So why did I bother attending Joe’s ‘One Light, Two Light’ seminar in Calgary yesterday?  Well, there were a couple of reasons.  One, Joe is a master of light.  There is something in the quality of the portraits he takes that seems a little ethereal.  There is a life in his images that evokes an emotional response.  To me, that’s the definition of art.

The other reason is that Joe has a reputation for enjoying his work.  Anyone who underestimates the value of passion is completely missing the point of an artistic pursuit.  Joe will be 60 in a few weeks and has been working behind a camera for more than 30 years.  Not only does he still seem to be enjoying himself, but he has an infectious sense of humour and a charismatic way of teaching that is incredibly inspiring.

This wasn’t a Photoshop seminar.  All of the work Joe was doing, in fact, was ‘in camera.’  I also found out that when he works for National Geographic, something he has done many times, they require that none of the files ever sees a photo-editing program.

Joe’s ‘no B.S.’ tone when he talks about gear, technique, and ‘the rules’ was refreshing.  I hang around a lot of photographers and some of the arguments these folks have when it comes to gear, settings, and quoting the ‘experts’ can be downright combative.  Joe doesn’t seem to bother himself with that nonsense.  At one point, he even held up his camera and said, “This is just an expensive blender.”

It might seem obvious to say that you can learn a lot from the work of other artists.  Too often, however, a painter will only look at other painters, a sculptor at other sculptors, and a photographer…you get my point.

I know of many talented artists who are doing very well and have a great many devoted followers.  While I appreciate their expertise, their work may not move me.  I’m absolutely certain that many would say the same when referring to my artwork.  Hey, different strokes for different folks.  So, when you find work of another artist that does excite you, ask yourself why, especially if they don’t work in your medium.  Obviously there’s something there that’s worth exploring.  Joe’s work speaks to me, and I don’t say that lightly.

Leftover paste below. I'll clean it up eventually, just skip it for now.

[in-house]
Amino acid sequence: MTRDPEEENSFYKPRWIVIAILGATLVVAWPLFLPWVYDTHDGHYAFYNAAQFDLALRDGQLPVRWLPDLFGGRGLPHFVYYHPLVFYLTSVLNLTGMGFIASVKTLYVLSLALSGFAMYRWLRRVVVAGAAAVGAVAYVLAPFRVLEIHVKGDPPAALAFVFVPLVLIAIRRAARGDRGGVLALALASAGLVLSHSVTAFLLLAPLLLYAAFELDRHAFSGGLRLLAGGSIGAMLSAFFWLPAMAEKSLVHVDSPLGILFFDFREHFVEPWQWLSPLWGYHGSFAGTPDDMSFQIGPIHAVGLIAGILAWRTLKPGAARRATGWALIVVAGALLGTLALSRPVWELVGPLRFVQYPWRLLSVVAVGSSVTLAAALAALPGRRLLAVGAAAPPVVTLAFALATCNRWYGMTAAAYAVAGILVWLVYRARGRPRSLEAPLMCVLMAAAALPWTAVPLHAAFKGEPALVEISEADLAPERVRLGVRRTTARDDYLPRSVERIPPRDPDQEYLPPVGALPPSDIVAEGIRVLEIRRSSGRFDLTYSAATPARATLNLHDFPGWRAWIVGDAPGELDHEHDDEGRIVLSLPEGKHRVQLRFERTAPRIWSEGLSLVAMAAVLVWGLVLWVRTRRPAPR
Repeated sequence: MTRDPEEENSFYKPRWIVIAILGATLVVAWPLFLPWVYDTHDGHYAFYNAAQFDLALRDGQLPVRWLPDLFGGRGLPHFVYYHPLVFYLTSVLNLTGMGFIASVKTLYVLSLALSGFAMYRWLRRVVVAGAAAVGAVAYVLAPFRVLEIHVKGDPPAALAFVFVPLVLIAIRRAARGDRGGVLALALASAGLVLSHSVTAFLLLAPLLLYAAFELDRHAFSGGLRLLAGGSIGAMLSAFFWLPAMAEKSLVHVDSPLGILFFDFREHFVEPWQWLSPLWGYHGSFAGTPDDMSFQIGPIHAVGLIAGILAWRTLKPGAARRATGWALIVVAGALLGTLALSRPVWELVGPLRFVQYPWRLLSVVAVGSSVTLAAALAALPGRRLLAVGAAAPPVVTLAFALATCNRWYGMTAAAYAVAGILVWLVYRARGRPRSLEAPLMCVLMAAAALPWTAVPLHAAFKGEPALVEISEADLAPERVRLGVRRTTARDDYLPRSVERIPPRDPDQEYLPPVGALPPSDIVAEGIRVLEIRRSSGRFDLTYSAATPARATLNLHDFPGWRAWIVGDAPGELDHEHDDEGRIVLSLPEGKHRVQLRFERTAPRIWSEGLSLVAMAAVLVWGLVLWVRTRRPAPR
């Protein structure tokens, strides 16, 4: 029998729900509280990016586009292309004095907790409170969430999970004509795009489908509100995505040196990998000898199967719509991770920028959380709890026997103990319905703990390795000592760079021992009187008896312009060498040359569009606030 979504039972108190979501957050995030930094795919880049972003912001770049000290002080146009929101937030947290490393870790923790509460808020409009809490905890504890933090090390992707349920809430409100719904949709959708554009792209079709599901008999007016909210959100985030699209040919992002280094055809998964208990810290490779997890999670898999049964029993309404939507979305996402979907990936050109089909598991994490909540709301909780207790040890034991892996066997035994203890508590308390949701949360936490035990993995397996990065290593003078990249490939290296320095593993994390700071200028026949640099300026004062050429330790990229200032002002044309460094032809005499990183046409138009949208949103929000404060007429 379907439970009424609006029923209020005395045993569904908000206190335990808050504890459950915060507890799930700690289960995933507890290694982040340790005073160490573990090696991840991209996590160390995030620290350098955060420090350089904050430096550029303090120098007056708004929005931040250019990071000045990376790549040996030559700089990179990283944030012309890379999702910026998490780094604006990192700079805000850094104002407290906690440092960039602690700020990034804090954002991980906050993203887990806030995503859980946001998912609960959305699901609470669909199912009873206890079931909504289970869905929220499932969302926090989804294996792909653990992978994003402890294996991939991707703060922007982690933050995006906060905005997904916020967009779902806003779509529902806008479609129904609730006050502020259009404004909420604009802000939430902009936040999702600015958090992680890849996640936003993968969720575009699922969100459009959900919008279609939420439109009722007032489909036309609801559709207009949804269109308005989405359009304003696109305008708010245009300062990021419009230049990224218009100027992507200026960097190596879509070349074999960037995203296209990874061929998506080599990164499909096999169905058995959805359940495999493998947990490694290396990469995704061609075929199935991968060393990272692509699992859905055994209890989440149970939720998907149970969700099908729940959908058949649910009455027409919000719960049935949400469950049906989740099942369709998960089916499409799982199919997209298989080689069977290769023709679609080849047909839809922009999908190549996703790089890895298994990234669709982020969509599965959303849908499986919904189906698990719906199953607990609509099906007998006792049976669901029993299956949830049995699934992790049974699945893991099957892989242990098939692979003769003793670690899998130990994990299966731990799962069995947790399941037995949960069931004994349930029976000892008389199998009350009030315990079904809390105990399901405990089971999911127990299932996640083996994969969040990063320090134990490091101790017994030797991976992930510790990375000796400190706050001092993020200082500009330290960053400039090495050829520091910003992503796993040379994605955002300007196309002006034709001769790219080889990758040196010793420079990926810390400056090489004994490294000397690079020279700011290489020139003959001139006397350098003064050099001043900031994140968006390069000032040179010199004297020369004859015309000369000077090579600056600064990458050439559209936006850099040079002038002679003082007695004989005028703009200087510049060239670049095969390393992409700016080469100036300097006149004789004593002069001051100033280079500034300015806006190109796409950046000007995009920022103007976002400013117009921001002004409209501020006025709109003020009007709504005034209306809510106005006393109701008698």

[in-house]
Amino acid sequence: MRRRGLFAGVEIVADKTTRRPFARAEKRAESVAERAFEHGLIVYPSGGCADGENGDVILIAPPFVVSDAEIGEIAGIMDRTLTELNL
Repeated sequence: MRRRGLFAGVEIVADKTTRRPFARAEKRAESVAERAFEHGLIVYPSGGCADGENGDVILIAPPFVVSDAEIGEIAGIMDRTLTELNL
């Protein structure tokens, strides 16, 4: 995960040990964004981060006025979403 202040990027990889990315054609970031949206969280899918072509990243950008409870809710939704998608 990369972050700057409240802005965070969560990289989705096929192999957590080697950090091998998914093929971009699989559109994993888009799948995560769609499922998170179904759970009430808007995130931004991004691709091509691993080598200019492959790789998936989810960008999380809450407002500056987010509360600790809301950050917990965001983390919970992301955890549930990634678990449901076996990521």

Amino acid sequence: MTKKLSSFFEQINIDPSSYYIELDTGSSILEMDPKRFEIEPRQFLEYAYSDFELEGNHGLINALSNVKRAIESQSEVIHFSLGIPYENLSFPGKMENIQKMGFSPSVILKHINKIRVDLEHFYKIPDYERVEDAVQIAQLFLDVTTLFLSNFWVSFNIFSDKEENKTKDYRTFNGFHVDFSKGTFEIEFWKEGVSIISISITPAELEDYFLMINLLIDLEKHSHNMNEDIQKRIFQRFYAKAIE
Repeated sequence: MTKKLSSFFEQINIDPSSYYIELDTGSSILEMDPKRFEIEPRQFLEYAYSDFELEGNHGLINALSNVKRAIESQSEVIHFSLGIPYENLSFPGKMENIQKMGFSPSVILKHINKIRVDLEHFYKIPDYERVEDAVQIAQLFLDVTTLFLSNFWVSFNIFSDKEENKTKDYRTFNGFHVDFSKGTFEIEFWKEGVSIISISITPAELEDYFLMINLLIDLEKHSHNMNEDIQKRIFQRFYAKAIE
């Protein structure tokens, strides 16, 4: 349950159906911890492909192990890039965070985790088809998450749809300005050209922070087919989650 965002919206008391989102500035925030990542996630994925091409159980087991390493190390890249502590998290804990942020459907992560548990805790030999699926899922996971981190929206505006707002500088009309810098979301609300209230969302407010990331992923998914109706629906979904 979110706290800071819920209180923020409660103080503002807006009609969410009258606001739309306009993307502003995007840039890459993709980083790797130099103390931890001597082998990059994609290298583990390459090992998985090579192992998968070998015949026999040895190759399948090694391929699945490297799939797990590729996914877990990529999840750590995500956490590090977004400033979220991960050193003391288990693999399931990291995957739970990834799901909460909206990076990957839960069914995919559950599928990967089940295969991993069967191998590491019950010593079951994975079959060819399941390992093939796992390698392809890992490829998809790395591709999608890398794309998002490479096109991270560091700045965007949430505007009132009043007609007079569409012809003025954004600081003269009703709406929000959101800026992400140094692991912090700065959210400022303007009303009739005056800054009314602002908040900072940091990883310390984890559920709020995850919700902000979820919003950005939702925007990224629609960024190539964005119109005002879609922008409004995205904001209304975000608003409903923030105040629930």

When I mentioned on Facebook that I was attending this event, my photographer friend Susan joked, “What do you need with flash anyway?” referring to the fact that the workshop was all about flash photography and the different techniques to get the best results.

Another photographer friend, Gudrun, who was sitting with me at the seminar, posted on her page after the event, “Joe McNally’s seminar today was good, but my favourite part was watching how excited Patrick got seeing some of the lighting results!”

They were both right.  While the technical aspects were interesting to watch, most of it was entirely lost on me as a painter.  I worked on sketches whenever Joe was talking about the gear.  It was the results that made me sit up and take notice, and yes, I found it exciting.  Great light just does it for me.